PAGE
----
31 October 2009

Which Way Morgan Stanley?

Wall Street Journal

Morgan Stanley may decide to take its final lumps on its unsuccessful $6.5 billion acquisition of Crescent Real Estate Equities Co., the latest of several setbacks for the firm known as one of Wall Street's largest property investors and managers.

Morgan Stanley already has taken about $700 million in write-downs and other losses from Crescent, which owned 54 office buildings, resorts and housing projects at the time of the firm's 2007 top-of-the-market buyout.

Now the investment bank is under pressure to turn the portfolio over to Barclays Capital, which provided a $2 billion loan to help finance the Crescent deal. The debt is due on Nov. 2.

With commercial-property values tumbling and rent rolls declining, Morgan Stanley likely will give up Crescent's properties to the Barclays PLC unit, according to people familiar with the matter.

Capital Infusion?

At the same time, the firm also is considering other options such as putting in more capital to keep the investment afloat, these people said. Negotiations with Barclays could extend beyond the Nov. 2 deadline.

As of the end of the second quarter, Morgan Stanley carried the Crescent properties on its books with a value of $2.8 billion and debt of $2.5 billion, according to a research report by analysts at Citigroup Inc., based on their meeting with Morgan Stanley Chief Finance Officer Colm Kelleher in July.

That would mean the firm's remaining equity in the deal is about $300 million, which would be wiped out should Morgan Stanley opt to turn over the keys to Barclays and walk away from the investment.

Representatives at Morgan Stanley and Barclays declined to comment.

Shareholders of Morgan Stanley will likely get a more detailed picture of the firm's Crescent position when it reports third-quarter earnings Wednesday. In its second-quarter report with the Securities and Exchange Commission, Morgan Stanley said a subsidiary of the firm "is currently in discussions with the lender regarding the orderly transfer of collateral and asset operations and other related matters."

The Crescent deal underscores the problems faced by U.S. financial institutions as a result of their aggressive push into commercial real estate when credit was easy and prices were rising.

The latest third-quarter earnings from U.S. banks show that commercial real estate is becoming a bigger drag on the economy as well as banks' bottom line.

At Bank of America Corp., one of the nation's largest lenders to commercial-property developers and investors, nonperforming commercial real-estate loans reached $6.9 billion in the third quarter, or 9.6% of its total such loans outstanding. That figure more than doubled the level in the year-earlier period.

Mounting Trouble

Commercial real-estate problems began mounting last year as the credit crisis made refinancing debt difficult. But the situation is worsening because thousands of hotels, office buildings, stores and other properties are suffering declining incomes and can no longer pay debt service on the money they borrowed when times were good.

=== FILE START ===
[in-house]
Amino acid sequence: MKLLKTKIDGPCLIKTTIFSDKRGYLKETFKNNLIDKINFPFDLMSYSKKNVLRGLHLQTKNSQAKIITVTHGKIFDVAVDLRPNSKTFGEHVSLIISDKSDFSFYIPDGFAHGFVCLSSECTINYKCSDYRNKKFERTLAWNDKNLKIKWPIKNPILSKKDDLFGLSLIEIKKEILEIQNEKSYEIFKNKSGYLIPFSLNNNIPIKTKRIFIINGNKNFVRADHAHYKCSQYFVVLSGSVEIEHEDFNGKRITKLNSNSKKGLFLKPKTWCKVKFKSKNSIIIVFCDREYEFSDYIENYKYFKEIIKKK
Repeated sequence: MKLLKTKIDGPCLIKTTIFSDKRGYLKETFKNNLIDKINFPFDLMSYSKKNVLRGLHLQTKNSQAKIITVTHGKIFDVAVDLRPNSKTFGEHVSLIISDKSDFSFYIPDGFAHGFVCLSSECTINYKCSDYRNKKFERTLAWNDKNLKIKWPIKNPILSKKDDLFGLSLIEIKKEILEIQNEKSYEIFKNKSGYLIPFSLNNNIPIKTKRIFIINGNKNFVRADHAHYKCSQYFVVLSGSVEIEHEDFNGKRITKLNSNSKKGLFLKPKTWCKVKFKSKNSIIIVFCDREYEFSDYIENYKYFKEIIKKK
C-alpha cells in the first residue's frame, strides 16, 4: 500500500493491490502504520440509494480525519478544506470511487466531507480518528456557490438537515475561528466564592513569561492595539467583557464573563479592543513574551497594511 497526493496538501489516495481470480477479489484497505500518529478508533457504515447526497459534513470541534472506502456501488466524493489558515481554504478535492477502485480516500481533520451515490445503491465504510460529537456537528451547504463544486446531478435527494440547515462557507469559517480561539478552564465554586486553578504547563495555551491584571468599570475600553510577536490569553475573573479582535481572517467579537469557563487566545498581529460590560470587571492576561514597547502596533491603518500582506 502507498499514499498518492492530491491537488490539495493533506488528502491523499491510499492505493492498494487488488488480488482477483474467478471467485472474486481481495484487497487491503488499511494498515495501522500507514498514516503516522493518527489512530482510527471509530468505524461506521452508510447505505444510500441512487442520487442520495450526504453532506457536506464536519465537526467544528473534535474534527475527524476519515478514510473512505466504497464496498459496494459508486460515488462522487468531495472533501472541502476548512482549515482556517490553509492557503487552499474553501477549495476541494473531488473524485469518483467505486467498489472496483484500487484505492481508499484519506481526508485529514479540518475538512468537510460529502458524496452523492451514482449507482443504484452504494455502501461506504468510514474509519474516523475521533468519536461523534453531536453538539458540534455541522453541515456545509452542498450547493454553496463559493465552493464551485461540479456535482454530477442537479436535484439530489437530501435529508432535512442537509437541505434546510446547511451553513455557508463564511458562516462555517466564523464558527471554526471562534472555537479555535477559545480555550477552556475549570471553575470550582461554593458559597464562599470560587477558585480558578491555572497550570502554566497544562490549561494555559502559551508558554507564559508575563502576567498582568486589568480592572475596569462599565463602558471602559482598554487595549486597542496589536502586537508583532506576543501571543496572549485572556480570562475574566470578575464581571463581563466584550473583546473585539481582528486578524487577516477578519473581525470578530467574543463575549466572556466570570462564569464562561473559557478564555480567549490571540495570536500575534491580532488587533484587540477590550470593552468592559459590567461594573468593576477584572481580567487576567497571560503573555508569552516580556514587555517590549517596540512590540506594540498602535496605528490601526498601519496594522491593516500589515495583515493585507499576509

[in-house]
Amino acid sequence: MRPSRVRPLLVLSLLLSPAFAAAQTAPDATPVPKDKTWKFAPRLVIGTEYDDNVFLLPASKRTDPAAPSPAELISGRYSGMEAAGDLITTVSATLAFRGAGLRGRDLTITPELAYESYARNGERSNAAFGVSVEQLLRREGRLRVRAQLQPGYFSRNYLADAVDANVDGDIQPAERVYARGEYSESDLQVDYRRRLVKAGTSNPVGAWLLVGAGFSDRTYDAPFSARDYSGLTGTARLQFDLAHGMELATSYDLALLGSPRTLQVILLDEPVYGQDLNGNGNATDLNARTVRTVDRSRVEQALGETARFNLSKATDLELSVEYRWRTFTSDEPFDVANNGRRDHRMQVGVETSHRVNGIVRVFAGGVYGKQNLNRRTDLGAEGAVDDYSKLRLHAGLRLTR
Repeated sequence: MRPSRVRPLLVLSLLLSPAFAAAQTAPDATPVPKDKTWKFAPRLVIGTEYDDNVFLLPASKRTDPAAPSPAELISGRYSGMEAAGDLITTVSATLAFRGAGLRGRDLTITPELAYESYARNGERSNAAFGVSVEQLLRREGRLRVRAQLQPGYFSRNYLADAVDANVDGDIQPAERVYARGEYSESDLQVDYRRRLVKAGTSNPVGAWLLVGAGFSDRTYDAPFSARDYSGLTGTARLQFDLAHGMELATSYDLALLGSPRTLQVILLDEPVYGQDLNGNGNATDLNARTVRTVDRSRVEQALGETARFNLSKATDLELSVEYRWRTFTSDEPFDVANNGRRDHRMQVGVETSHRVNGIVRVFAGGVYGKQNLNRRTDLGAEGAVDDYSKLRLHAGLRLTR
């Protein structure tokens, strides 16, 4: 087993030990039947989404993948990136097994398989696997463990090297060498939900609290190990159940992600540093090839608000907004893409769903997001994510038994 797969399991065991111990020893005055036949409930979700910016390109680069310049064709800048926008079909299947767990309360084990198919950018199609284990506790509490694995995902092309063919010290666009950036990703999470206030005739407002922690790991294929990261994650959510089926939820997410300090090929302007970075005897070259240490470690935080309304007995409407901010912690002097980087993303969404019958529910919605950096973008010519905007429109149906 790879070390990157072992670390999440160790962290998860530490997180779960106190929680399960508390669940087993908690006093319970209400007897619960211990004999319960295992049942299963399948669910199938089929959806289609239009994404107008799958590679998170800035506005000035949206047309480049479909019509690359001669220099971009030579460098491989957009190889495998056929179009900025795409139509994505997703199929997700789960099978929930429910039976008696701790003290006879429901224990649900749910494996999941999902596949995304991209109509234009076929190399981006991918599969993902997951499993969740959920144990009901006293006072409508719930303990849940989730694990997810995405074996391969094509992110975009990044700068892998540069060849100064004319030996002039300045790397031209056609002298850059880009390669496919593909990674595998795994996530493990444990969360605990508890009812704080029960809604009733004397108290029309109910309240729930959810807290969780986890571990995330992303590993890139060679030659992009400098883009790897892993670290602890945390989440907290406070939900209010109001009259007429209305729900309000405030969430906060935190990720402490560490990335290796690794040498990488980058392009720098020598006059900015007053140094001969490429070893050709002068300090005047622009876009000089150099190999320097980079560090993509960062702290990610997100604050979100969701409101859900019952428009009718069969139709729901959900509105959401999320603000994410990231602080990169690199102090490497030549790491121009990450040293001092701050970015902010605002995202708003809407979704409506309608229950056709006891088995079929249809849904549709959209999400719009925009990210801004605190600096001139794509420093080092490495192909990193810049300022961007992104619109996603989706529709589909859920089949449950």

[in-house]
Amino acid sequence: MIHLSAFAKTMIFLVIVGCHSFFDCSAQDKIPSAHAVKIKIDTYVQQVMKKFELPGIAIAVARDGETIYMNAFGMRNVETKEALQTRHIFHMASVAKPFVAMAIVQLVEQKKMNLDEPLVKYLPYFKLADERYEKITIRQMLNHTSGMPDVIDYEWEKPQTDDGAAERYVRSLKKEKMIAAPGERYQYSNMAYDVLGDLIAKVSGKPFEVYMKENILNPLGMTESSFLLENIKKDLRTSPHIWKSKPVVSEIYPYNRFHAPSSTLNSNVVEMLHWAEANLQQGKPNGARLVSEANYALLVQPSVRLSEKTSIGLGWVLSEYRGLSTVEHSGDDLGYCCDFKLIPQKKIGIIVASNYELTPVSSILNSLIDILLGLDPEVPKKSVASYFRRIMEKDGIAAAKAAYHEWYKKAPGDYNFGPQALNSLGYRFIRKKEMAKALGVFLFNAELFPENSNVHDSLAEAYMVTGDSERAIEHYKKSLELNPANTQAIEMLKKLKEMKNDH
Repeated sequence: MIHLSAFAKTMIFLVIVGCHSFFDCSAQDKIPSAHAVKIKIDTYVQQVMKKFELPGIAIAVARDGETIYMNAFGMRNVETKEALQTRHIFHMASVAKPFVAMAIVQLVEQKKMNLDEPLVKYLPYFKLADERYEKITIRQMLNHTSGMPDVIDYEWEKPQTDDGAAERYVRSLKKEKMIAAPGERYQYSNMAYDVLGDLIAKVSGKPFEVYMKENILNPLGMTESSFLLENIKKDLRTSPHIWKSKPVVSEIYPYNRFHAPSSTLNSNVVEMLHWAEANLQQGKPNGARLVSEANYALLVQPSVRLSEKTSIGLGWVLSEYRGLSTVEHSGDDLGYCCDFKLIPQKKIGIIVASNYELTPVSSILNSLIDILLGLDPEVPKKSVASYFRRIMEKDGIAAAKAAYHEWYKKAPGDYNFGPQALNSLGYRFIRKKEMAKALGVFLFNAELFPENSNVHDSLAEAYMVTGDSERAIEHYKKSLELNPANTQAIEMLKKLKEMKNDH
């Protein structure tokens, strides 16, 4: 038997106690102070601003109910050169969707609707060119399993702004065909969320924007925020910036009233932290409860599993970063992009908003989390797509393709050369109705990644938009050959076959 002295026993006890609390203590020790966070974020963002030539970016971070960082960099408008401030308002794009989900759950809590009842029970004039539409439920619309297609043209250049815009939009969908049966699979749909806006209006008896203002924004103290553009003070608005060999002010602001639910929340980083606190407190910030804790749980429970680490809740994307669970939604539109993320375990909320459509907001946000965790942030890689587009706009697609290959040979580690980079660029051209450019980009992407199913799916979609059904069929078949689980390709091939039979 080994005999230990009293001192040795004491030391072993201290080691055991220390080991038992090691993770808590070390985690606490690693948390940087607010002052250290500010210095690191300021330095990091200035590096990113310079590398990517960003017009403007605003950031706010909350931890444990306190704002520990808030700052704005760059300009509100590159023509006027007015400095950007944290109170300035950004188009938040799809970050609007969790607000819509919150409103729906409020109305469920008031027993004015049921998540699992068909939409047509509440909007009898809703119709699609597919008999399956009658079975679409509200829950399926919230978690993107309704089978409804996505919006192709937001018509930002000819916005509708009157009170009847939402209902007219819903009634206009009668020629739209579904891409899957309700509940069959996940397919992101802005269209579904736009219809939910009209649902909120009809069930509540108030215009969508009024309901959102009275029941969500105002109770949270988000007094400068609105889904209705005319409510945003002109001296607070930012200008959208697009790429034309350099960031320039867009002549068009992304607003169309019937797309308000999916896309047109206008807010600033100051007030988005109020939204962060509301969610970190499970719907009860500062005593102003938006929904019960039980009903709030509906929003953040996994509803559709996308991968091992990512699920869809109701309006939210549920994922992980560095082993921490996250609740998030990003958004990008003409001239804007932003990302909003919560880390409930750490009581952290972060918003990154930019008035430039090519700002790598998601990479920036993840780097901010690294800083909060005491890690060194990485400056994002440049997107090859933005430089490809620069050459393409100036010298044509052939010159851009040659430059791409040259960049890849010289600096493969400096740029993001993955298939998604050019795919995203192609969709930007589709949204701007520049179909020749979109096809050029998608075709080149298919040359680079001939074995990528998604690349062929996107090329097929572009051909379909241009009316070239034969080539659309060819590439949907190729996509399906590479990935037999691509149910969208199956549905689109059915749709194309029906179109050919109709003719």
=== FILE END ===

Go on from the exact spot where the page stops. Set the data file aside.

Morgan Stanley may soon have this problem with Crescent, some analysts say. Cash flow from Crescent's office properties, which make up the bulk of the portfolio, will likely fall below the amount required to pay debt service next year, according to an analysis by Matthew Anderson, partner at Foresight Analytics.

At the time of the acquisition, the properties were generating cash flow that was 2.5 times debt service, he said. That "debt-service coverage ratio" has fallen to 1.3 this year and will likely drop to between 0.8 and 0.9 in 2010, he said.

To be sure, Morgan Stanley has been selling Crescent properties to reduce debt since the deal was completed in August 2007. As a result, the kind of buildings in the Crescent portfolio have changed over time, which could have affected the cash flow.

Morgan Stanley's plans for Crescent ran off the track soon after it bought the portfolio from Richard Rainwater, the renowned Texas investor.

Morgan Stanley originally planned to put the properties in one of the real-estate funds it manages for institutions and wealthy individuals. But fund investors balked at buying the buildings at top-of-the-market prices, forcing Morgan Stanley to keep the properties on its own balance sheet.

The Barclays debt originally was due Aug. 3, but the bank agreed to a three-month extension.

When to Buy?

Investment firms without the balance sheets of large investment banks typically don't buy property for real-estate funds until the money has been raised.

The benefit of buying before the money is in place -- as Morgan Stanley did with Crescent -- is that it allows investment banks to move quickly. But they risk losing investor commitments if the property they buy becomes undesirable.

Morgan Stanley has been one of the most active real-estate fund managers.

The firm announced raising at least $14 billion in 2006 and 2007 for its series of real-estate funds known as MSREF, which have taken some big hits as the property market has soured.
Calstrs's Paper Losses

The California State Teachers' Retirement System, for instance, reports its $400 million investment in Morgan Stanley's MSREF VI International LP fund was down 80% as of March 31, and that its $137 million net investment in the MSREF V U.S. LP fund was worth $300,000. Other Calstrs real-estate investments with Morgan Stanley have fared better.

MSREF's bad bets include an investment in North Carolina developer Crescent Resources (unrelated to Crescent Real Estate Equities), which filed for bankruptcy protection in June, and a $3 billion portfolio of German office buildings.

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